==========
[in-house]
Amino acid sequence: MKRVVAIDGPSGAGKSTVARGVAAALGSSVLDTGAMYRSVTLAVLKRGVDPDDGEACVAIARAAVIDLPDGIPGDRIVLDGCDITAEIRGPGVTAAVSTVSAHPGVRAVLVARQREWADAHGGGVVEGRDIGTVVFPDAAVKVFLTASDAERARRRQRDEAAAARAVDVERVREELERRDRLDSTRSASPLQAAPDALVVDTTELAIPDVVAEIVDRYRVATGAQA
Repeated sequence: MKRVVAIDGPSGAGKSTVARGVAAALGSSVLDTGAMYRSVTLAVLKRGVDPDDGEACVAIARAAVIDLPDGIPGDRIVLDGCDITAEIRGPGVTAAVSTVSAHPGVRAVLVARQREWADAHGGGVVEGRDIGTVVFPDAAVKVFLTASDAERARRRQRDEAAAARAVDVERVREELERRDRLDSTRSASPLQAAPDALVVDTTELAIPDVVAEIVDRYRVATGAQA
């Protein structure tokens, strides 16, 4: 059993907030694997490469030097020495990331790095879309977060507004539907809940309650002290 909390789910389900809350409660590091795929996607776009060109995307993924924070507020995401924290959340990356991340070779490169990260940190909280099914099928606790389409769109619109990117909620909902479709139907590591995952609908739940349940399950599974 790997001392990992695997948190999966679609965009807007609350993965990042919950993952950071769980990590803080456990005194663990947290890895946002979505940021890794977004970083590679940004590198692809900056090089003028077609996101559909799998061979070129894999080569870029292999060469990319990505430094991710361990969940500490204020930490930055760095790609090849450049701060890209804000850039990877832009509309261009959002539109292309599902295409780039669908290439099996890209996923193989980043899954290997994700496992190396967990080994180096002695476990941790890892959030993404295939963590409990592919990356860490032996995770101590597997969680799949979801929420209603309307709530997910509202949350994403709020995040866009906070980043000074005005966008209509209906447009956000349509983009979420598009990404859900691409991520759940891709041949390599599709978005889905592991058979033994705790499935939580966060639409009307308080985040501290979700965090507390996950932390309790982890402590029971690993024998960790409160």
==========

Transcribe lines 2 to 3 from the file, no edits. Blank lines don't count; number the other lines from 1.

Amino acid sequence: MKRVVAIDGPSGAGKSTVARGVAAALGSSVLDTGAMYRSVTLAVLKRGVDPDDGEACVAIARAAVIDLPDGIPGDRIVLDGCDITAEIRGPGVTAAVSTVSAHPGVRAVLVARQREWADAHGGGVVEGRDIGTVVFPDAAVKVFLTASDAERARRRQRDEAAAARAVDVERVREELERRDRLDSTRSASPLQAAPDALVVDTTELAIPDVVAEIVDRYRVATGAQA
Repeated sequence: MKRVVAIDGPSGAGKSTVARGVAAALGSSVLDTGAMYRSVTLAVLKRGVDPDDGEACVAIARAAVIDLPDGIPGDRIVLDGCDITAEIRGPGVTAAVSTVSAHPGVRAVLVARQREWADAHGGGVVEGRDIGTVVFPDAAVKVFLTASDAERARRRQRDEAAAARAVDVERVREELERRDRLDSTRSASPLQAAPDALVVDTTELAIPDVVAEIVDRYRVATGAQA